Some people see things that others cannot. Tales of Mystery and Imagination. “The oldest and strongest emotion of mankind is fear, and the oldest and strongest kind of fear is fear of the unknown” (H.P. Lovecraft).

Damon Knight: Not with a Bang

Damon Knight

Ten months after the last plane passed over, Rolf Smith knew beyond doubt that only one other human being had survived. Her name was Louise Oliver, and he was sitting opposite her in a department-store cafe in Salt Lake City. They were eating canned Vienna sausages and drinking coffee.
Sunlight struck through a broken pane like a judgment. Inside and outside, there was no sound; only a stifling rumor of absence. The clatter of dishware in the kitchen, the heavy rumble of streetcars: never again. There was sunlight; and silence; and the watery, astonished eyes of Louise Oliver. He leaned forward, trying to capture the attention of those fishlike eyes for a second. "Darling," he said, "I respect your views, naturally. But I've got to make you see that they're impractical."
She looked at him with faint surprise, then away again. Her head shook slightly. No. No, Rolf, I will not live with you in sin.
Smith thought of the women of France, of Russia, of Mexico, of the South Seas. He had spent three months in the ruined studios of a radio station in Rochester, listening to the voices until they stopped. There had been a large colony in Sweden, including an English cabinet minister. They reported that Europe was gone. Simply gone; there was not an acre that had not been swept clean by radioactive dust.
They had two planes and enough fuel to take them anywhere on the Continent; but there was nowhere to go. Three of them had the plague; then eleven; then all. There was a bomber pilot who had fallen near a government radio station in Palestine. He did not last long, because he had broken some bones in the crash; but he had seen the vacant waters where the Pacific Islands should have been. It was his guess that the Arctic ice fields had been bombed. There were no reports from Washington, from New York, from London, Paris, Moscow, Chungking, Sydney. You could not tell who had been destroyed by disease, who by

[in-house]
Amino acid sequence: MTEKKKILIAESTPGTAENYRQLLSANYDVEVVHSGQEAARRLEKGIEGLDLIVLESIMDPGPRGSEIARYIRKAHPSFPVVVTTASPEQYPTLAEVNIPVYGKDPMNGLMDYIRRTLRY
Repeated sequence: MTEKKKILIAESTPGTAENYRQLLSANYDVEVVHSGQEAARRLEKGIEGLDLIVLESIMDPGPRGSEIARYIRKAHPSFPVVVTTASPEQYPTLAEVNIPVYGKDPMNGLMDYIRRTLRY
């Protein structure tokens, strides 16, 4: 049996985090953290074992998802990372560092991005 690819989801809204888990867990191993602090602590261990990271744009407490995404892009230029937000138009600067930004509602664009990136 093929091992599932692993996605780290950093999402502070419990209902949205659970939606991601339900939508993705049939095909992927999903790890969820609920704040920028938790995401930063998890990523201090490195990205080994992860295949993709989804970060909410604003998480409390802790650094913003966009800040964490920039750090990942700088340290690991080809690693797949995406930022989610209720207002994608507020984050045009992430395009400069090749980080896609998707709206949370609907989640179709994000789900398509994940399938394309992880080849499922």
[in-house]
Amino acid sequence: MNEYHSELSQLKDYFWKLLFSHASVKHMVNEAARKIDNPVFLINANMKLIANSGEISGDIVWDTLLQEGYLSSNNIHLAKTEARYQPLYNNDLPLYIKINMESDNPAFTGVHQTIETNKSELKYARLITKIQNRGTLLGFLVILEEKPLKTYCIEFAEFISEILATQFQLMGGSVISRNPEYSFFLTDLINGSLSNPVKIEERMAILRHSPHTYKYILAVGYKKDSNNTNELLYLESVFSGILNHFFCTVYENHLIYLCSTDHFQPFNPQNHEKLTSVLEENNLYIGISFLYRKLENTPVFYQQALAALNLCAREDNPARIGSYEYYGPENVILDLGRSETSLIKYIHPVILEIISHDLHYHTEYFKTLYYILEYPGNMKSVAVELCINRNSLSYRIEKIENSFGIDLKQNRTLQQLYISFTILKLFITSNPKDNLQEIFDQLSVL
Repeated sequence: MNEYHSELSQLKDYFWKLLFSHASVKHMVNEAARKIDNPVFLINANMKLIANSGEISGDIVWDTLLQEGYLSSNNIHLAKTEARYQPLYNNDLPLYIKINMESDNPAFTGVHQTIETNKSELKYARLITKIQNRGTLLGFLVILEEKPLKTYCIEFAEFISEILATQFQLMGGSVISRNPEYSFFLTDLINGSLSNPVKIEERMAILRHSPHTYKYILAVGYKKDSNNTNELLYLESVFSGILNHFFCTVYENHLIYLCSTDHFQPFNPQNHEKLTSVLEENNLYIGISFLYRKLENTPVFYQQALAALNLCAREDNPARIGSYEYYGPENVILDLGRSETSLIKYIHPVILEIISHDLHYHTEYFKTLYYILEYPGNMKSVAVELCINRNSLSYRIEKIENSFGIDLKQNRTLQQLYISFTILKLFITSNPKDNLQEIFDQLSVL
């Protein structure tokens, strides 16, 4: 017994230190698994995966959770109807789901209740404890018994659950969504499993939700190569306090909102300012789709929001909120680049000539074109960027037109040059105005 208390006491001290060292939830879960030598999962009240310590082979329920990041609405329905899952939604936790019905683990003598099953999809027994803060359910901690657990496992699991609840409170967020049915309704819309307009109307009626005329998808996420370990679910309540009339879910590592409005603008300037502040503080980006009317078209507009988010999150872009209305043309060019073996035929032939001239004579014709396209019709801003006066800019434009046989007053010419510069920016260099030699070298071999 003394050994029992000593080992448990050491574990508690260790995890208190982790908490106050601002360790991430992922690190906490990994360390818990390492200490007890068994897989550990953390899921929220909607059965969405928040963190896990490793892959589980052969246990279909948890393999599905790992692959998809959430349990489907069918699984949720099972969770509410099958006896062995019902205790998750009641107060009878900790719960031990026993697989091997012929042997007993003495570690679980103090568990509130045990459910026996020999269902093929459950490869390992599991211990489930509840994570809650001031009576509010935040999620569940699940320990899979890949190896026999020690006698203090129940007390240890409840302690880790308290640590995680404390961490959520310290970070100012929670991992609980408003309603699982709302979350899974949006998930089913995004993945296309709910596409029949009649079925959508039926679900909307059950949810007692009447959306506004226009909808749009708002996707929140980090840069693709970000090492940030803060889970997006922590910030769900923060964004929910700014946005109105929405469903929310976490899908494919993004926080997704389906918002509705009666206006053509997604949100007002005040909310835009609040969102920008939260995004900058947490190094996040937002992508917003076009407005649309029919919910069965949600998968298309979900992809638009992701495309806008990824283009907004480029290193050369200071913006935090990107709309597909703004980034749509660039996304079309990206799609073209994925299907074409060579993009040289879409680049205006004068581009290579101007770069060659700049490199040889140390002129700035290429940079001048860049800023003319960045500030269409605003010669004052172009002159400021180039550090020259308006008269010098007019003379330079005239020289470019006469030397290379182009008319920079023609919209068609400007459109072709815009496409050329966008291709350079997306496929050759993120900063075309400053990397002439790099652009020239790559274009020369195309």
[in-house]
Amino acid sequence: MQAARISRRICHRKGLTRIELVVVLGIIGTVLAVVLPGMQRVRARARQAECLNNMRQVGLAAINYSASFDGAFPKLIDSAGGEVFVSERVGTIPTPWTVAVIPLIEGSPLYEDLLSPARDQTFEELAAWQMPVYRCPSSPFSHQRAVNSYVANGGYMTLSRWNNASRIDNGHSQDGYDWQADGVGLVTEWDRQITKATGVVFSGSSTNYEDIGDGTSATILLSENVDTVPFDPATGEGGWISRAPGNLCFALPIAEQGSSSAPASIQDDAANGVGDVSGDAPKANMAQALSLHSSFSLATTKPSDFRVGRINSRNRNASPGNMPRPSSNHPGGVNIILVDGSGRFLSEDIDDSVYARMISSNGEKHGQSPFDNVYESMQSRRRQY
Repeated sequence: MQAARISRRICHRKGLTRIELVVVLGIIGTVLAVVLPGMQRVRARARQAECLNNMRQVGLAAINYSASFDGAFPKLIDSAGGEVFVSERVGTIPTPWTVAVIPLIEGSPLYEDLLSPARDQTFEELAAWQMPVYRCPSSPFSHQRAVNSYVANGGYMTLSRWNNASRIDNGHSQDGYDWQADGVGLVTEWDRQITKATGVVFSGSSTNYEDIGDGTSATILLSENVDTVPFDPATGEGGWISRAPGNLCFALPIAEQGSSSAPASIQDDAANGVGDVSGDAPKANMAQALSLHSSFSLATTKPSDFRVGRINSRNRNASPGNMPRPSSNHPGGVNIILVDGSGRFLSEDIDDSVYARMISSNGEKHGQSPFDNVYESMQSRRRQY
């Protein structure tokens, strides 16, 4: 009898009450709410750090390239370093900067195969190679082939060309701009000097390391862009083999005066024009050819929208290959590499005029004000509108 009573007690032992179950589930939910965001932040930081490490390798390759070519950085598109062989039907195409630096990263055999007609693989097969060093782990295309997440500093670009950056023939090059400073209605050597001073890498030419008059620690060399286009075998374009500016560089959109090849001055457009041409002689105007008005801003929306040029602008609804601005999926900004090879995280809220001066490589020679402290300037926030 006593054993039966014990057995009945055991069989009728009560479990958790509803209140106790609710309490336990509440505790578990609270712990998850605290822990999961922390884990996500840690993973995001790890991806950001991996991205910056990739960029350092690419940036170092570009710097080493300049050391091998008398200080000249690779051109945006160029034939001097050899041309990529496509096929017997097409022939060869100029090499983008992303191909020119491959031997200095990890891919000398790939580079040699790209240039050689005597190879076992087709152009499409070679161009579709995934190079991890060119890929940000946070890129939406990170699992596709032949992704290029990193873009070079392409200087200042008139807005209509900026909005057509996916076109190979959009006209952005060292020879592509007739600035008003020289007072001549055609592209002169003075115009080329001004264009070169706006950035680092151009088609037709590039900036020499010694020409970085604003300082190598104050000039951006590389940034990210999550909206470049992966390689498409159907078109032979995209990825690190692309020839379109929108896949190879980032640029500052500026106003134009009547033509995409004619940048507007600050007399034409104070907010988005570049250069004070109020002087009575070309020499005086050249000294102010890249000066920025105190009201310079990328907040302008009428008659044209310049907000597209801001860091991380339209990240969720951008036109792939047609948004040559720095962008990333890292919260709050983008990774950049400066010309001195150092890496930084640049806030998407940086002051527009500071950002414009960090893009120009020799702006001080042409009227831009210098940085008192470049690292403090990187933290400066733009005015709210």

the dust, who by bombs.
Smith himself had been a laboratory assistant in a team that was trying to find an antibiotic for the plague. His
superiors had found one that worked sometimes, but it was a little too late. When he left, Smith took along with him all there was of itforty ampoules, enough to last him for years. Louise had been a nurse in a genteel hospital near Denver. According to her, something rather odd had happened to the hospital as she was approaching it the morning of the attack. She was quite calm when she said this, but a vague look came into her eyes and her shattered expression seemed to slip a little more. Smith did not press her for an explanation.

Like himself, she had found a radio station which still
functioned, and when Smith discovered that she had not
contracted the plague, he agreed to meet her. She was, ap-
parently, naturally immune. There must have been others,
a few at least; but the bombs and the dust had not spared
It seemed very awkward to Louise that not one Protestant
minister was left alive.
The trouble was, she really meant it. It had taken Smith
a long time to believe it, but it was true. She would not sleep
in the same hotel with him, either; she expected, and re-
ceived, the utmost courtesy and decorum. Smith had
learned his lesson. He walked on the outside of the rubble-
heaped sidewalks; he opened doors for her, when there were
still doors; he held her chair; he reframed from swearing.